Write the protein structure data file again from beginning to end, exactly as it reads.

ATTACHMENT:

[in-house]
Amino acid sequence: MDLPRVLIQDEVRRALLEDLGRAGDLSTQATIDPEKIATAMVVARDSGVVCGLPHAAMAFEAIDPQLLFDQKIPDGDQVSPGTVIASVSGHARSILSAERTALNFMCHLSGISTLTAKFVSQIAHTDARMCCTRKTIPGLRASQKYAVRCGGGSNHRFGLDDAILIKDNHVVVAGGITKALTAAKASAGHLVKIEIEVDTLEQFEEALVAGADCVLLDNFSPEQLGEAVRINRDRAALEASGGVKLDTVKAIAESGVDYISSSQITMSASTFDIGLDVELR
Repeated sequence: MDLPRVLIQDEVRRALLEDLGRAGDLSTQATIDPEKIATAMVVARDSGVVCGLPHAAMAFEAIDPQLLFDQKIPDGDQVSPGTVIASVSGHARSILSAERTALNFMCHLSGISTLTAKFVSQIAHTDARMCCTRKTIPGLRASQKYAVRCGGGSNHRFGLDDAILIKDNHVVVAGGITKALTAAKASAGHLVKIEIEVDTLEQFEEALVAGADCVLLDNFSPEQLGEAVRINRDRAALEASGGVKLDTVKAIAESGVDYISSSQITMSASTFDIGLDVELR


[in-house]
Amino acid sequence: MDLPRVLIQDEVRRALLEDLGRAGDLSTQATIDPEKIATAMVVARDSGVVCGLPHAAMAFEAIDPQLLFDQKIPDGDQVSPGTVIASVSGHARSILSAERTALNFMCHLSGISTLTAKFVSQIAHTDARMCCTRKTIPGLRASQKYAVRCGGGSNHRFGLDDAILIKDNHVVVAGGITKALTAAKASAGHLVKIEIEVDTLEQFEEALVAGADCVLLDNFSPEQLGEAVRINRDRAALEASGGVKLDTVKAIAESGVDYISSSQITMSASTFDIGLDVELR
Repeated sequence: MDLPRVLIQDEVRRALLEDLGRAGDLSTQATIDPEKIATAMVVARDSGVVCGLPHAAMAFEAIDPQLLFDQKIPDGDQVSPGTVIASVSGHARSILSAERTALNFMCHLSGISTLTAKFVSQIAHTDARMCCTRKTIPGLRASQKYAVRCGGGSNHRFGLDDAILIKDNHVVVAGGITKALTAAKASAGHLVKIEIEVDTLEQFEEALVAGADCVLLDNFSPEQLGEAVRINRDRAALEASGGVKLDTVKAIAESGVDYISSSQITMSASTFDIGLDVELR